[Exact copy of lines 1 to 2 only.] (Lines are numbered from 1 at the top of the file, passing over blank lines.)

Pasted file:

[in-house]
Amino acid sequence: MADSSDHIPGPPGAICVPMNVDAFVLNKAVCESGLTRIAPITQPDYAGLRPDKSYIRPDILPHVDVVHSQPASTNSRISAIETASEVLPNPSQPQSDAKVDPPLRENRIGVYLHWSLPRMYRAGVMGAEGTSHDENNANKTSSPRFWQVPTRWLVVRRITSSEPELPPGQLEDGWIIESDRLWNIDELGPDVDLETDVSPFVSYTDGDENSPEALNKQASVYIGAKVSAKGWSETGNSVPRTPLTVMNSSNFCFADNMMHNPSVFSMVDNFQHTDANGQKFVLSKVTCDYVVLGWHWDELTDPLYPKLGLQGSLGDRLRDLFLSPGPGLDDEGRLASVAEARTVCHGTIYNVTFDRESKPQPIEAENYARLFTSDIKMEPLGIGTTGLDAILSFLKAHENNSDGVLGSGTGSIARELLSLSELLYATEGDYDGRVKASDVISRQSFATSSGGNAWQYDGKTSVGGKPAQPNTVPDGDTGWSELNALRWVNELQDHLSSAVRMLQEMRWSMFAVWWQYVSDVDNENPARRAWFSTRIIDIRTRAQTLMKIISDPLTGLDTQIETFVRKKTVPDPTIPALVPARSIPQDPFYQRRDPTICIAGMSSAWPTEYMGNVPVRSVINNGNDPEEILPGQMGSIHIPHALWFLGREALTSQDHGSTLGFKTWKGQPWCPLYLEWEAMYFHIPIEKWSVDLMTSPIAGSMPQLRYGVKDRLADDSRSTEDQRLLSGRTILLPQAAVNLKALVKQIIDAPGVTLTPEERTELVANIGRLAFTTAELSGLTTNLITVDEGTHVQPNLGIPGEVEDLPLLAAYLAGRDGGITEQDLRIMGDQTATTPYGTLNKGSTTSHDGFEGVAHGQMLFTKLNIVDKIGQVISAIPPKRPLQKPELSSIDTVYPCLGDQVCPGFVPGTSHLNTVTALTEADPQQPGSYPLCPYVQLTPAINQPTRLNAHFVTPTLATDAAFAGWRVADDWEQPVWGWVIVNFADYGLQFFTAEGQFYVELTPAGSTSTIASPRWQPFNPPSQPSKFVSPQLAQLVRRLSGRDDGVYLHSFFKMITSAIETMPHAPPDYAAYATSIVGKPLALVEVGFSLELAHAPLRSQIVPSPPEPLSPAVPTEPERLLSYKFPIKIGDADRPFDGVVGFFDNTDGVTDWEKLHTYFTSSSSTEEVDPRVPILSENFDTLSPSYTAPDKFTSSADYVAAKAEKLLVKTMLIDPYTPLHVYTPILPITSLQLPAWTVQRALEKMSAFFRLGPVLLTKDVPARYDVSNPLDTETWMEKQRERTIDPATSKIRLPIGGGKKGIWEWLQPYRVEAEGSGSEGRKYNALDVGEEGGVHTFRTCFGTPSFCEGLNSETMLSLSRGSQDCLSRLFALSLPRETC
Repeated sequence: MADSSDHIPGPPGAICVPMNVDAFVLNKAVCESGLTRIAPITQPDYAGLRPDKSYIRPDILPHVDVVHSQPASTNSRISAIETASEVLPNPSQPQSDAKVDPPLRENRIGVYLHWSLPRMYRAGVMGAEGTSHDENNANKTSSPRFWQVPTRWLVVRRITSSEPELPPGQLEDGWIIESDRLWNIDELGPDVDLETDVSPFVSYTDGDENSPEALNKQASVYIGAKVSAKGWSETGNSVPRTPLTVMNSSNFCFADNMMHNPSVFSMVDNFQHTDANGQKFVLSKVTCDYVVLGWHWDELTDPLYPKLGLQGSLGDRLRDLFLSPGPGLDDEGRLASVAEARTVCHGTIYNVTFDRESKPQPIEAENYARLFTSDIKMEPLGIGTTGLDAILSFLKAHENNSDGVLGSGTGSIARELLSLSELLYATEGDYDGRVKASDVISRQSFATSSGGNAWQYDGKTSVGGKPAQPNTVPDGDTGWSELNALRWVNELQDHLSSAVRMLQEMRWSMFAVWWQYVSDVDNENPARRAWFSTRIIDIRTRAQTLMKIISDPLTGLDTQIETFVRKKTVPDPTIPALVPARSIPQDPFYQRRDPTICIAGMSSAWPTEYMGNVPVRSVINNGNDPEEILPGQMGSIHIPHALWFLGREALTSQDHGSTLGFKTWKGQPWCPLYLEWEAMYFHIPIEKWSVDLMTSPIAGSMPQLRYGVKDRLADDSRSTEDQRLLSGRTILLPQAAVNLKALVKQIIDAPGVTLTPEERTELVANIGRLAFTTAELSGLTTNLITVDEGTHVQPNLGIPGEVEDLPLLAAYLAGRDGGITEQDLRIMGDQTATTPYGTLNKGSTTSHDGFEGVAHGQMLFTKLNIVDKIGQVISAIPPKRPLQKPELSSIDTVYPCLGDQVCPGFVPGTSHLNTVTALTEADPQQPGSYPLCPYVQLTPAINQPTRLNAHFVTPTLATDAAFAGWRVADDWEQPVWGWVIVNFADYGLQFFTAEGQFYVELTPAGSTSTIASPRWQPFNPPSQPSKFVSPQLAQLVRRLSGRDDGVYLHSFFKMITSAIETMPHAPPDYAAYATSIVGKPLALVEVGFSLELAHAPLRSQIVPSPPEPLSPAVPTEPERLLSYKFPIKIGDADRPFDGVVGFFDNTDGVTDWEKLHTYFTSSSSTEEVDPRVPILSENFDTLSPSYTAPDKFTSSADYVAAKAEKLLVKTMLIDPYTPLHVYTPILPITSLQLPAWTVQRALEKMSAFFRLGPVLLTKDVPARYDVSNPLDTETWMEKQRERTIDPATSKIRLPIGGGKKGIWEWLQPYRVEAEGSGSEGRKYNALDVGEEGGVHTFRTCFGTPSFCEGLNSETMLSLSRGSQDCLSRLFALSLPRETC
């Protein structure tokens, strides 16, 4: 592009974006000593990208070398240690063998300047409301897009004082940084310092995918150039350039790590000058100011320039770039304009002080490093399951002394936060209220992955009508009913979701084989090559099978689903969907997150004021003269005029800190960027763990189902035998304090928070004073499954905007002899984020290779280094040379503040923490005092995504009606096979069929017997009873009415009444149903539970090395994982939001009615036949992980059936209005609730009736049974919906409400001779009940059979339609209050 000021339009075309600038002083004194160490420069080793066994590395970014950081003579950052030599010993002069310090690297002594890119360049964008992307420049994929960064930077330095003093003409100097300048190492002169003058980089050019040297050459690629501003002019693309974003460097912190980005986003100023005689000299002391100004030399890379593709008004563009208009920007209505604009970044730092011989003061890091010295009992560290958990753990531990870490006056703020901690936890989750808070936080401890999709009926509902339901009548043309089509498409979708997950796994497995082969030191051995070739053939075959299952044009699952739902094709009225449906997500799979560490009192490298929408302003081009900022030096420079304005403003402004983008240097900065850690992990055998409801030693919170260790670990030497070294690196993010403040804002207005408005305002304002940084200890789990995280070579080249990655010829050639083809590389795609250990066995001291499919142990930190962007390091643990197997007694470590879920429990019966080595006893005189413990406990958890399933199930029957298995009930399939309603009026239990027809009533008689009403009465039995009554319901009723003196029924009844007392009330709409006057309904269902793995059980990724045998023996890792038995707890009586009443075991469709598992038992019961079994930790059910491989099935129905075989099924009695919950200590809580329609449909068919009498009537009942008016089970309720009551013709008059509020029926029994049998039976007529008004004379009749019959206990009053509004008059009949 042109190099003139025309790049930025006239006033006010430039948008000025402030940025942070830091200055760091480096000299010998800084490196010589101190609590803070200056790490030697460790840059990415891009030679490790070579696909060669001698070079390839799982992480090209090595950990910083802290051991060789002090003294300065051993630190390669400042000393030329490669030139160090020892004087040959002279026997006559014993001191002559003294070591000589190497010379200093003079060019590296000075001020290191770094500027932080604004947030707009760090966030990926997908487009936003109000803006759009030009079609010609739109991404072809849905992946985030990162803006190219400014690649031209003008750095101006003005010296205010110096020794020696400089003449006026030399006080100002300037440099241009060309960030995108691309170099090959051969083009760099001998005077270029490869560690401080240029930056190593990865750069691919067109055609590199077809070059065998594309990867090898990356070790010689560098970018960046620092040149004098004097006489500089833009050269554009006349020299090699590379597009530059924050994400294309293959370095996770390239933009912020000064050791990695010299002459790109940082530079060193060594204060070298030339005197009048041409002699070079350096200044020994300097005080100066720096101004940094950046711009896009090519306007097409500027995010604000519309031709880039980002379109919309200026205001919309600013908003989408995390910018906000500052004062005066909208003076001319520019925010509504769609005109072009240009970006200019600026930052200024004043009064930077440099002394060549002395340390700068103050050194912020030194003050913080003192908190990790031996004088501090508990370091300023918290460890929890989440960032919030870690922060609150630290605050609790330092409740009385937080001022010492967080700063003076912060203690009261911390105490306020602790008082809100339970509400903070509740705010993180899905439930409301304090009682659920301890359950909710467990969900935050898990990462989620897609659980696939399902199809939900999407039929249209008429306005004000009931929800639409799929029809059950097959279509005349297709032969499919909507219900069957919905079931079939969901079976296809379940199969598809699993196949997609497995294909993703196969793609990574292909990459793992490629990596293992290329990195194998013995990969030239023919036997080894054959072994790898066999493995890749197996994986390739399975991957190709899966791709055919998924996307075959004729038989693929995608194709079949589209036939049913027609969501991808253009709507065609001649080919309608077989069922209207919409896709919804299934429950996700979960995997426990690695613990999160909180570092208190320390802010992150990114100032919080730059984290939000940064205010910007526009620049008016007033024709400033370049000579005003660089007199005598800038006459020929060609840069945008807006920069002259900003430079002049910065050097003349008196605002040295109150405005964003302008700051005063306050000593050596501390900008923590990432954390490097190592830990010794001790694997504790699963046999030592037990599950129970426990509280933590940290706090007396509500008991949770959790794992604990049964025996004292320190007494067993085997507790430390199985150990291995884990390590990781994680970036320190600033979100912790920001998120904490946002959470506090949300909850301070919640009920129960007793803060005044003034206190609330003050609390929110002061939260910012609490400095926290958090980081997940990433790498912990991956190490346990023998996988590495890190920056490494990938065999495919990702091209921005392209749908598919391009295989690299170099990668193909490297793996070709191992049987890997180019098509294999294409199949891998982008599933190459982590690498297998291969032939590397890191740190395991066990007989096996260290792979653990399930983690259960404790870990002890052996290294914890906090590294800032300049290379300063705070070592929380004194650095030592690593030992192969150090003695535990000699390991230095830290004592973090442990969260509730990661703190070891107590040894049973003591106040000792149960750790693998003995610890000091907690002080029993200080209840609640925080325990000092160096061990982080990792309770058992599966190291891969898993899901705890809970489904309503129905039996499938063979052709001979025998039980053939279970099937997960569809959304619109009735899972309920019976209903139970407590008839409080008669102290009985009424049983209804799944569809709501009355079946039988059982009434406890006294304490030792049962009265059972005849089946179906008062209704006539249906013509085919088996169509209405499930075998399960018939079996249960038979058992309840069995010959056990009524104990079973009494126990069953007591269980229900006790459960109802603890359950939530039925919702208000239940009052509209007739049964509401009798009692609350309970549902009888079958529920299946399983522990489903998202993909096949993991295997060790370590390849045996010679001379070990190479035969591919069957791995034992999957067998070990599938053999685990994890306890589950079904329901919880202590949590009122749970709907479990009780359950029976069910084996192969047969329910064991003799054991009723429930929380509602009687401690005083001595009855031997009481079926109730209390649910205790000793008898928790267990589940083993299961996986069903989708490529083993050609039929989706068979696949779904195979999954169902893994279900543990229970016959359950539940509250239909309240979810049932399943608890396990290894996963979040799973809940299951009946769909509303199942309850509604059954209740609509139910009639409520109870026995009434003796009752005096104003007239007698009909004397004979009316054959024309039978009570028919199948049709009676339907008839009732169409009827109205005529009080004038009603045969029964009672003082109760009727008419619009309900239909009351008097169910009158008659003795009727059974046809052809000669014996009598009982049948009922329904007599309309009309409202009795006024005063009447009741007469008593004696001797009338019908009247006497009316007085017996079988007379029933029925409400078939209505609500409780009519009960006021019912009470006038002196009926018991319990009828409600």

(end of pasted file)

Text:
[in-house]
Amino acid sequence: MADSSDHIPGPPGAICVPMNVDAFVLNKAVCESGLTRIAPITQPDYAGLRPDKSYIRPDILPHVDVVHSQPASTNSRISAIETASEVLPNPSQPQSDAKVDPPLRENRIGVYLHWSLPRMYRAGVMGAEGTSHDENNANKTSSPRFWQVPTRWLVVRRITSSEPELPPGQLEDGWIIESDRLWNIDELGPDVDLETDVSPFVSYTDGDENSPEALNKQASVYIGAKVSAKGWSETGNSVPRTPLTVMNSSNFCFADNMMHNPSVFSMVDNFQHTDANGQKFVLSKVTCDYVVLGWHWDELTDPLYPKLGLQGSLGDRLRDLFLSPGPGLDDEGRLASVAEARTVCHGTIYNVTFDRESKPQPIEAENYARLFTSDIKMEPLGIGTTGLDAILSFLKAHENNSDGVLGSGTGSIARELLSLSELLYATEGDYDGRVKASDVISRQSFATSSGGNAWQYDGKTSVGGKPAQPNTVPDGDTGWSELNALRWVNELQDHLSSAVRMLQEMRWSMFAVWWQYVSDVDNENPARRAWFSTRIIDIRTRAQTLMKIISDPLTGLDTQIETFVRKKTVPDPTIPALVPARSIPQDPFYQRRDPTICIAGMSSAWPTEYMGNVPVRSVINNGNDPEEILPGQMGSIHIPHALWFLGREALTSQDHGSTLGFKTWKGQPWCPLYLEWEAMYFHIPIEKWSVDLMTSPIAGSMPQLRYGVKDRLADDSRSTEDQRLLSGRTILLPQAAVNLKALVKQIIDAPGVTLTPEERTELVANIGRLAFTTAELSGLTTNLITVDEGTHVQPNLGIPGEVEDLPLLAAYLAGRDGGITEQDLRIMGDQTATTPYGTLNKGSTTSHDGFEGVAHGQMLFTKLNIVDKIGQVISAIPPKRPLQKPELSSIDTVYPCLGDQVCPGFVPGTSHLNTVTALTEADPQQPGSYPLCPYVQLTPAINQPTRLNAHFVTPTLATDAAFAGWRVADDWEQPVWGWVIVNFADYGLQFFTAEGQFYVELTPAGSTSTIASPRWQPFNPPSQPSKFVSPQLAQLVRRLSGRDDGVYLHSFFKMITSAIETMPHAPPDYAAYATSIVGKPLALVEVGFSLELAHAPLRSQIVPSPPEPLSPAVPTEPERLLSYKFPIKIGDADRPFDGVVGFFDNTDGVTDWEKLHTYFTSSSSTEEVDPRVPILSENFDTLSPSYTAPDKFTSSADYVAAKAEKLLVKTMLIDPYTPLHVYTPILPITSLQLPAWTVQRALEKMSAFFRLGPVLLTKDVPARYDVSNPLDTETWMEKQRERTIDPATSKIRLPIGGGKKGIWEWLQPYRVEAEGSGSEGRKYNALDVGEEGGVHTFRTCFGTPSFCEGLNSETMLSLSRGSQDCLSRLFALSLPRETC